What a day for a daydreamin' boy.
— The Lovin' Spoonful, "Daydream"
Imagine being a cow and urinary incontinence wouldn't matter. Those lucky lucky girls.
— Lily looking at cows
They're not going to get hit by lightning and if they do they're insured. I think seals are cheap.
— Lily on seals potentially getting hit by lighting at the Central Park Zoo
— Aardman Animations, Wat's Pig
In almost every picture' no. 9, about a family struggling to photograph their black dog
— @erik.kessels
And I'm so tired
I'm oh, oh, oh, oh, oh, so tired
But I'm trying to keep my customer satisfied,
— Simon & Garfunkel, "Keep the Customer Satisfied"
By the end of the decade of the '70s, the formal questions which had propelled my work for years stopped arising. As you might imagine, George, this was scary.
— Stephen Shore, Modern Instances
And see that below one disassembling world lies the ruins of another disassembled world.
— James Hutton, Kevin Huizenga, The River at Night
You know that there are
You know that there are
— Yusuf / Cat Stevens, "If You Want to Sing Out, Sing Out"
Two considerations dissuaded him: the realization that the task was interminable, and the realization that it was pointless. He saw that by the time he died he would still not have finished classifying all the memories of his childhood.
— Jorge Luis Borges, "Funes, His Memory"
And yet he aspired to this level of transparency. He says that we should imagine someone asking “What’s going on right now in your mind?” without warning and that we should be able to answer truthfully without feeling the need to blush.
— Donald Robertson, How to Think Like a Roman Emperor: The Stoic Philosophy of Marcus Aurelius
Wop bop a loo bop a lop bom bom
— Little Richard, "Tutti Frutti"
“The Best Circular Bike Ever Made” 2003...
I built this circular bike as an undergrad at UCSB. Twenty years later, as an Artist in Residence at Olin College of Engineering I brought it out for Olin’s Fall Gathering celebration so a new generation could ride.
The title emerged from a conversation I had with my college professor about my disappointment in learning that a circular bike was not a wholly original idea. I came to it honestly, but my professor was able to point to a few artists who had created similar things in the past. In fact, I learned that as early as the 1900’s people were making ‘velocipede carousels.’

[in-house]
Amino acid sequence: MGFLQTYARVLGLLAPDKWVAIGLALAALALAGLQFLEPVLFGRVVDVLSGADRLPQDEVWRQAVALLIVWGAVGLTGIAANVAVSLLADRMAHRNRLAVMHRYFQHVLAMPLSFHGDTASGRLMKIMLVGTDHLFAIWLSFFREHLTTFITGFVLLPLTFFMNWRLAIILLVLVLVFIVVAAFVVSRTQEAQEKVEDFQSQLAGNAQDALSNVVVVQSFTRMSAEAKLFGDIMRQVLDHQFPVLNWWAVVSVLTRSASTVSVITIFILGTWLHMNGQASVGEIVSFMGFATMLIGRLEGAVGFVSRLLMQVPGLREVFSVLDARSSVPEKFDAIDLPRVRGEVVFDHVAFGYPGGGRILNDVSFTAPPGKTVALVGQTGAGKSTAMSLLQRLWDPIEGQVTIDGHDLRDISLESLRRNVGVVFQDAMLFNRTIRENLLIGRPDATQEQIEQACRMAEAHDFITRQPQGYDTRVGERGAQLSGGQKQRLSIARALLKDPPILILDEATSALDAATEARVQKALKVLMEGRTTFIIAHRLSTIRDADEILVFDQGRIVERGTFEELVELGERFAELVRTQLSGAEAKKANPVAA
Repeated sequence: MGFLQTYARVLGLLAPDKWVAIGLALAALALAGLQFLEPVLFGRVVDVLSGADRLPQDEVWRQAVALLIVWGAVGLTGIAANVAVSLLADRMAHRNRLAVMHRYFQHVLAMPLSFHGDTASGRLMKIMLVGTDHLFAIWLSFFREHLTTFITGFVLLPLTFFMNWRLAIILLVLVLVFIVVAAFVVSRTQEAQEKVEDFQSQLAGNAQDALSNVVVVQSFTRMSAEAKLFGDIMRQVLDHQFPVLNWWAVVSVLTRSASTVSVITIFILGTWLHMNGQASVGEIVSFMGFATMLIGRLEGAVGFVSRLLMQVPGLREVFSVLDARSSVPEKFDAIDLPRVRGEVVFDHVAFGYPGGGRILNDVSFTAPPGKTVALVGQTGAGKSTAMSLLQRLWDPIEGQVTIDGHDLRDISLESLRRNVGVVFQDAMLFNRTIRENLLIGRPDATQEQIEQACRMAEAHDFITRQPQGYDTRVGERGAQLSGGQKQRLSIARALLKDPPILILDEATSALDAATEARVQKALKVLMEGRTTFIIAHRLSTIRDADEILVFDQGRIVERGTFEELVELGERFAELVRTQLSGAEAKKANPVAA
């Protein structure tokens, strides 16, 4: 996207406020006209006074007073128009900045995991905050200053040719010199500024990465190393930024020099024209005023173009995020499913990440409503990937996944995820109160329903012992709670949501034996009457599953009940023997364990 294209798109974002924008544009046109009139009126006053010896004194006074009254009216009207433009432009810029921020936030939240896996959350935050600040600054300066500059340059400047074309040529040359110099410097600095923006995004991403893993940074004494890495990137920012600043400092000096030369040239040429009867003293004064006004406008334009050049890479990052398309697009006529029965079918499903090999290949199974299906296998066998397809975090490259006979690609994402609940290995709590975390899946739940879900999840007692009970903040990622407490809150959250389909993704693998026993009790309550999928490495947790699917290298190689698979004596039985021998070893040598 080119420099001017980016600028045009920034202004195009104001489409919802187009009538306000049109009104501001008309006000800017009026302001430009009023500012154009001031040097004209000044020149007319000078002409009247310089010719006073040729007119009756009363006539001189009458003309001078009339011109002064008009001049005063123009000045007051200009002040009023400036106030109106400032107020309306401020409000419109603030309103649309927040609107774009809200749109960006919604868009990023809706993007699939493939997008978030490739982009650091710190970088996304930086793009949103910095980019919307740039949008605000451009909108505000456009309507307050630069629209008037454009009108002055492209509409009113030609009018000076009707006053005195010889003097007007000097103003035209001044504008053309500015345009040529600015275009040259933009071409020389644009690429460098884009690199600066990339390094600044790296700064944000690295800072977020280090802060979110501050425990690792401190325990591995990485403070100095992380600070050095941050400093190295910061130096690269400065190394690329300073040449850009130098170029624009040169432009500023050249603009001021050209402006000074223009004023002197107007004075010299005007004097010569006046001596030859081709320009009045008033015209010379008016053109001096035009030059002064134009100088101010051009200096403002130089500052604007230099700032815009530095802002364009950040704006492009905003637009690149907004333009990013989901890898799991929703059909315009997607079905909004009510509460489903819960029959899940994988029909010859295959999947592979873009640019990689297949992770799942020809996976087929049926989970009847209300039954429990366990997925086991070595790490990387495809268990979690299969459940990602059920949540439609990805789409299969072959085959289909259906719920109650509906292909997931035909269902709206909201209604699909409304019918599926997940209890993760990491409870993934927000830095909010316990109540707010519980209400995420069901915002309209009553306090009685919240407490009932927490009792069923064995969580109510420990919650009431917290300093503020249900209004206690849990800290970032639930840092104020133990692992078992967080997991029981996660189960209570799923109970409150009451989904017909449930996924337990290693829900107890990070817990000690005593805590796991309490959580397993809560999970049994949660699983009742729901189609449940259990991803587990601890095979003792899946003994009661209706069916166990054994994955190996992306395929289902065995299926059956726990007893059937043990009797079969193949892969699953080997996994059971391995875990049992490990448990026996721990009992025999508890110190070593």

Making this circular bike taught me a lot. I learned to weld, and how to fix bikes and most importantly I learned it’s not so important to be 100% original, in fact it’s impossible. We walk the same paths, we explore the same themes, we make the same mistakes and we relive the same histories. This is not the first circular bike, and it won’t be the last, and there is no best, just variations on an idea.
— @wechslerart
CHILDREN: Do not sign until age 18 or your first job, whichever is earlier.
— Social Security card stub
The other is that all these things, which thou seest, change immediately and will no longer be; and constantly bear in mind how many of these changes thou hast already witnessed.
— Marcus Aurelius, Meditations
And that it makes no difference whether a man shall see the same things during a hundred years, or two hundred, or an infinite time.
— Marcus Aurelius, Meditations
For photographers who want to show what they're seeing or make pictures about the experience of how they are seeing, phones are perhaps the perfect medium.
— George Miles via Stephen Shore, Modern Instances
It was, in the end, Rockwell's great theme: the possibility that Americans might pause for a few seconds and notice each other.
— Deborah Solomon, American Mirror: The Life and Art of Norman Rockwell
He wanted to sell as many Rockwell paintings as he could, to disperse them among collectors. In addition to mounting a show at his gallery, he believed he could burnish Rockwell's salability by arranging for certain tributes and events, the kind that most people assume originate on the basis of pure merit and without interference from the Bernie Danenbergs of this world.
— Deborah Solomon, American Mirror: The Life and Art of Norman Rockwell
I was recently asked, “what’s your next project?” Next? 😳 But I’m making a language, one’s lifetime is not enough for one language. In the past 5 years of Coral Dictionary, there has been slow development as well as stubborn standstill: I’ve been rereading my journals and notes from 5 years ago, immersing myself in the afterimages in forms of sound/photo/video, and retelling the story of my initial encounter with corals over and over again. Repetition isn’t always mechanical, for every iteration is charged and renewed. In Coral Dictionary, I’m learning to stay behind rather than to move forward, to stay the same rather than to update.
— @yuchenyuchen